Bar for success: 7.000 monthly units
3. LI One (#224 – 1.180 sales)
LI is Chinese for Lixiang Zhizhao, English for Leading Ideal or, much more simply, the first name of founder Li Xiang. LI was founded in 2015 as CHJ Automotive and after a failed joint-venture with ride hailing giant DiDi, relaunched in October 2018 when it unveiled the One SUV. LI reportedly has a 200.000 annual unit-production facility in Changzhou, Jiangsu province, so it is aiming high. Over a year after its unveiling – a rather long time even by Chinese startup standards – the One finally hits the market. It is a rather imposing, sleek but also quite unassuming 5m-long 7-seater, clearly the design inspiration was squarely aimed at Audi. Inside, it’s a touch screen fest (something Audi hasn’t got us used to), with a giant elongated screen acting as driver’s control, central dash and passenger entertainment all at once – a but like… Mercedes. Plus another screen below for car controls such as aircon. The rest of the dash is sober, mature, which contrasts with most other Chinese startups (Aiways, NIO and Weltmeister come to mind) and looks a million more bucks than any Tesla interior.
LI One interior. Picture courtesy autohome.com.cn
Now that we’ve covered the introductions, what potential for the LI One? Its price 328.000 yuan (42.800€ or US$46.600) will definitely thin buyers ranks right down, especially the ones eyeing such Chinese EV competitors as the GAC Aion LX (249.600-349.600) and the new Denza X (289.800-357.800) we’re covering further down. The NIO ES6 (358.000-548.000) is both dearer and much smaller, so marketing-wise LI would be well-inspired to target NIO. For a bit of perspective, the One is in the same price range as the Jeep Grand Commander PHEV (309.800-322.800) and VW Tiguan L PHEV (315.800-325.800), and that’s where the task seems almost unsurmountable. LI doesn’t have NIO’s coolness factor but instead is aspiring at Audi’s understated luxury… and prospective buyers. It could be a match made in heaven but LI will need lots of marketing dollars to cut through a very crowded Chinese EV field. If LI wants to rub shoulders with NIO (20.946 sales in 2019), Xpeng (16.608) and Weltmeister (15.587) as some of the most successful Chinese EV startups yet, the One will need to sell north of 1.500 monthly units on a regular basis.
Bar for success: 1.500 monthly units
4. Jetta VS7 (#272 – 649 sales)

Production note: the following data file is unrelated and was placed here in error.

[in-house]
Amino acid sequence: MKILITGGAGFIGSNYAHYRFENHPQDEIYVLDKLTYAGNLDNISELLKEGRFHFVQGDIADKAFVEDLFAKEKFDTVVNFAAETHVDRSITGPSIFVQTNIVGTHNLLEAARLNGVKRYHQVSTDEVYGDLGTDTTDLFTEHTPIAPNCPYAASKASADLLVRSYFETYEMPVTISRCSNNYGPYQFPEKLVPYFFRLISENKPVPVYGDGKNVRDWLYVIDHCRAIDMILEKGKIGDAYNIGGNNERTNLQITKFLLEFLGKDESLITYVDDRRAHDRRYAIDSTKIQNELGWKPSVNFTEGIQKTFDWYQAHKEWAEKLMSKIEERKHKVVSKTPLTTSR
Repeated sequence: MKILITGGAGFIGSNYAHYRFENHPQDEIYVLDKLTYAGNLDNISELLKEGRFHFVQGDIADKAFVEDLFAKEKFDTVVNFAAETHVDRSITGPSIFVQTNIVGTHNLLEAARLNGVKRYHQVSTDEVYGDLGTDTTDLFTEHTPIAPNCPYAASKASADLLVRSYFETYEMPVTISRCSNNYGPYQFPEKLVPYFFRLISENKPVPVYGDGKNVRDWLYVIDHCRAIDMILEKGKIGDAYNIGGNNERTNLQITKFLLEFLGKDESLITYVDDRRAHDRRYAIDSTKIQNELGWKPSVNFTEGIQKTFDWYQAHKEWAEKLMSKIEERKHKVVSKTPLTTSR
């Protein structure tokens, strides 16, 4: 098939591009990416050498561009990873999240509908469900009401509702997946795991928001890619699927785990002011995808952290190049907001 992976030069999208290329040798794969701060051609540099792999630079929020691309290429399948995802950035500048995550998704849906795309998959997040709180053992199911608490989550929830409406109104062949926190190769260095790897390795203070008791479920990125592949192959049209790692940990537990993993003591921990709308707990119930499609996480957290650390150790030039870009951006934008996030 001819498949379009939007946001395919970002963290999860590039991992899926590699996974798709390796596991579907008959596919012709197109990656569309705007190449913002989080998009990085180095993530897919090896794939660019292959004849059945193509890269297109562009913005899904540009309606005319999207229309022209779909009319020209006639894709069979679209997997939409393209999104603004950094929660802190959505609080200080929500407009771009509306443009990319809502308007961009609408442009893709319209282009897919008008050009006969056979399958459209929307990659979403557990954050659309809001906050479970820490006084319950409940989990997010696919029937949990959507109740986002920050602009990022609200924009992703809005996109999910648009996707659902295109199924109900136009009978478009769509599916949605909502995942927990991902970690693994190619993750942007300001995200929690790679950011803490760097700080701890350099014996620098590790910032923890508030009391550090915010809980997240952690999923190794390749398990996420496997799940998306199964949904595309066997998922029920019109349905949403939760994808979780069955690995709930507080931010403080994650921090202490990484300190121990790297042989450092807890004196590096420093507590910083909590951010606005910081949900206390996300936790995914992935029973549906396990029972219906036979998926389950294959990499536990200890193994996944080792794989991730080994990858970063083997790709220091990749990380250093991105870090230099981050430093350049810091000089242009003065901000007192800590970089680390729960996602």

Volkswagen’s new low-cost brand is now officially the most successful new brand launch in Chinese history with 66.656 wholesales just 5 months after its market entry last September. It’s mission totally accomplished for now for Jetta which has managed to woo away from a Chinese marque the buyers that can’t yet afford a “full-blown” VW. Whether this will damage VW’s image or standing remains to be seen however. So far the VS5 5-seater SUV has taken the lion’s share of Jetta brand sales with 3 out of 4 new registrations (49.535) and a peak of 13.089 last November, leaving crumbs for the VA3 sedan (17.212) which however seems to be a late starter, hitting a record 4.078 units this month. The fact that the new Jetta brand is shaping up to be considered an SUV brand is all good news for the new VS7, a 7-seater as its name indicates, based on the Seat Tarraco, itself a thinly-disguised rebadge of the VW Tiguan Allspace and/or Skoda Kodiaq.
In our Strategy piece about Jetta we published last May just after the brand was unveiled at the Shanghai Auto Show, we anticipated the VS7 could be Jetta’s joker card and harbour the brand’s biggest sales potential. And that was if its starting price was 150.000 yuan. In fact, in line with the VS5’s cutthroat rates (from 84.800 to 112.800 yuan), the VS7 is priced from 111.800 to 142.800 yuan (14.600-18.600€ or US$15.900-20.300). The two cars it is based on are a lot more expensive: the Skoda Kodiaq (186.900-268.400) and the VW Tiguan L (218.800-350.800). For perspective, the VS7 starts at almost exactly the same price as the VW brand’s cheapest SUVs: the Tacqua (114.900-159.900) and clearly undercuts its twin the T-Cross (127.900-159.900)!
Jetta VS7 interior.
In terms of competitive set, the VS7 also undercuts local 7-seater best-seller the GAC Trumpchi GS8 (163.800-259.800), as well as the Roewe RX8 (163.800-246.800) and Changan CS95 (165.900-213.900), but isn’t swooping down to the bargain basement prices of low-cost 7-seaters such as the Wuling Hongguang S3 (56.800-82.800), Chana CX70 (59.900-109.900) or Dongfeng Glory S560 (65.900-96.900). This leaves the VS7 with not that many competitors as a 7-seater, an impressive feat in today’s overcrowded Chinese market. In fact, local automotive website Autohome thinks the VS7’s main competition is the Baojun RS-5 (97.800-135.800 yuan) and Chery Tiggo 7 (85.900-150.900), both 5-seaters…